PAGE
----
After so much careful planning, the last thing you want to uncover are geological hazards that pose a challenge to the project moving forward. Any seismic geologic hazard zone will require earthquake-related reinforcements, while other geological hazard examples such as landslides, volcanoes, and permafrost will require specialized evaluation. Learn more about the most common geological hazards and what to do about them with Central Geotech.
Geological Hazard Examples
Before construction begins, a geotechnical engineer must conduct a thorough geotechnical report to fully examine the soil and surrounding environment to ensure its fit for the job. Rather than run into headaches down the way, getting a firm understanding of the strengths and weaknesses of a chosen plot helps set up a project for success.
Failure to investigate a site can leave issues hidden deep under the subsurface, but they won’t stay buried forever. Some geological hazard examples include:
- Landslides: Any form of sudden, natural Earth movement such as mud slides, rock slides, or free-flowing debris creates foundation and stability issues.
- Seismic Hazards: Areas prone to earthquakes are seismic geological hazard zones, with special code requirements due to their unpredictability and the associated concerns, including potential ripple effects like tsunamis, ground ruptures, or landslides.
- Permafrost: The inability to build on thawed, firm ground forces cold-weather engineers to come up with creative foundation solutions.
- Settlement and Consolidation: As building loads are applied to the underlying soils, potential vertical movement/sinking can cause devastating damage.
If left unchecked, geotechnical “surprises” can cease construction or present structural problems in the future.
How to Avoid Geotechnical Hazards
Depending on the location of your intended construction, some geotechnical hazards are unavoidable. For example, most West Coast design needs to be conscious of earthquakes, whereas Alaskan teams must pay specific attention to cold weather design.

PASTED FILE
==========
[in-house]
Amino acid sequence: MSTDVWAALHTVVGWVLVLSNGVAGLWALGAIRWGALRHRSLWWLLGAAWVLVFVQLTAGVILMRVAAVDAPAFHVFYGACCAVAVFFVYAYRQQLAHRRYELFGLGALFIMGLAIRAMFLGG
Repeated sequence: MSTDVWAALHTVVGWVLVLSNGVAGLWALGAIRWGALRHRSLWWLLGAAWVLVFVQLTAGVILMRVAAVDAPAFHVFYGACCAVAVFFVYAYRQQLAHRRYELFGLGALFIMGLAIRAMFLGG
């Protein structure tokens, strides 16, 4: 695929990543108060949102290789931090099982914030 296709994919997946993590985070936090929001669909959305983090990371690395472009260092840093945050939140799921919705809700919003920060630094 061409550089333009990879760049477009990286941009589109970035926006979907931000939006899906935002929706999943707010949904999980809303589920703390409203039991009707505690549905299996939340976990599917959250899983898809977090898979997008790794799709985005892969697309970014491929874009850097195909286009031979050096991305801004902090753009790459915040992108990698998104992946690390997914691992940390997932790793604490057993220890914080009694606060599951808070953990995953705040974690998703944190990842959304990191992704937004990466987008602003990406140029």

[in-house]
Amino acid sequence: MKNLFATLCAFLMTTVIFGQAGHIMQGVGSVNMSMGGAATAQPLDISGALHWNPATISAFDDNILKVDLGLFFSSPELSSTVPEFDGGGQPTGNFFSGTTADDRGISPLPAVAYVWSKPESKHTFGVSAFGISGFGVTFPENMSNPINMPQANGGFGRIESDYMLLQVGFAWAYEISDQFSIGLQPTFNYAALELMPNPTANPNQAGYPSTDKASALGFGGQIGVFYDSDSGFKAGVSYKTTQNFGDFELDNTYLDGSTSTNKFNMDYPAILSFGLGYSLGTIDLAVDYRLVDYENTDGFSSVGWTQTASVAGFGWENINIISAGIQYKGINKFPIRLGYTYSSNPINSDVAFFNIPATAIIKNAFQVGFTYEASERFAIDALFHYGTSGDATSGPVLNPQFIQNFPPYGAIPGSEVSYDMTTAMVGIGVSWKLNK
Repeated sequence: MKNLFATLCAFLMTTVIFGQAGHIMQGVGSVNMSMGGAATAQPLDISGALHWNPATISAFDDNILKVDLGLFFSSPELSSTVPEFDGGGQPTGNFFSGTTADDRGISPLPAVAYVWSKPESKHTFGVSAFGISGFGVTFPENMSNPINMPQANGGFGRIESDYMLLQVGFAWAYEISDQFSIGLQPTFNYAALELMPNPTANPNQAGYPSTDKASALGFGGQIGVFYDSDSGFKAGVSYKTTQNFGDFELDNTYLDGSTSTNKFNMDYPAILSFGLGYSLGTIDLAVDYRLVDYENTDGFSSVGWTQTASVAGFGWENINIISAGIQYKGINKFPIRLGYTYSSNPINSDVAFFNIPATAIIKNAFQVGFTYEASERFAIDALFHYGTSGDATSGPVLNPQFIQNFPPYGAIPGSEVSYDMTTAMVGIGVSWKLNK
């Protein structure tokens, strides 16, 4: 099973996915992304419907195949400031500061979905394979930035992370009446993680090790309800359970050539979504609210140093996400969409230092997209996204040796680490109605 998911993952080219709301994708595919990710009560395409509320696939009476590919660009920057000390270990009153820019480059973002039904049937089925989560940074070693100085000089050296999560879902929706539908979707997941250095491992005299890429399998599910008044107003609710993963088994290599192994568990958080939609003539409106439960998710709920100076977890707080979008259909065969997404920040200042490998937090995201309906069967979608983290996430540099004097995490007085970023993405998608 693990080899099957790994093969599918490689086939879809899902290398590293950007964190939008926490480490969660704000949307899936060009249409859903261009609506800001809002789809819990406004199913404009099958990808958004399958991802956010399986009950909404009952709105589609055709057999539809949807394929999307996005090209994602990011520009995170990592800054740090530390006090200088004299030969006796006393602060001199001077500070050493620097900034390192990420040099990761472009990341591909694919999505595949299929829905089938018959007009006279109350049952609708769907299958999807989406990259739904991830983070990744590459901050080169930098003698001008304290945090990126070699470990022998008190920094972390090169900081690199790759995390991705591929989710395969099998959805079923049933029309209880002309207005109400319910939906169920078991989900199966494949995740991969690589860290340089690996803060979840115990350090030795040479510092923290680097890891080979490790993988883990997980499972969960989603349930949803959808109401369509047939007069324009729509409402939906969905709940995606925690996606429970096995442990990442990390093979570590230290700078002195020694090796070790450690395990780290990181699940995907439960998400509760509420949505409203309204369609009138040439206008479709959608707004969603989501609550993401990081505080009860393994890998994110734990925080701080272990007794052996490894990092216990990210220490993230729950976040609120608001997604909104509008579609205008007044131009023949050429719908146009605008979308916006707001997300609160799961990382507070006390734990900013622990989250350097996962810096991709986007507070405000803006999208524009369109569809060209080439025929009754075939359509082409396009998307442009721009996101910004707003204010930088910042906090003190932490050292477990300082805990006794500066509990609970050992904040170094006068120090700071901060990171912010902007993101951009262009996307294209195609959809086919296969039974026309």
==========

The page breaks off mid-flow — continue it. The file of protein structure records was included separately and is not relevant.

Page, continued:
The best way to avoid geotechnical hazards that pose a challenge to construction is to hire a geotechnical engineer to evaluate your site. These trained professionals know how to thoroughly test the soil and bring to light any potential issues involved with the soil. After conducting a geotechnical report, your geotech will be able to walk you through issues such as:
- Whether or not the soil can support the weight (load) of your intended building
- What kinds of foundation solutions are available to you
- How weather conditions and the changing seasons will affect your property
- What kind of civil engineering parameters may be necessary
- Construction and other associated recommendations
- And more
Steer Clear of Geological Hazards With Central Geotech
In order to properly rule out any geological hazards, you should hire a geotechnical engineer to evaluate your site before construction begins. Contact Central Geotechnical Services to get started today. We can answer any questions and help you move forward with peace of mind.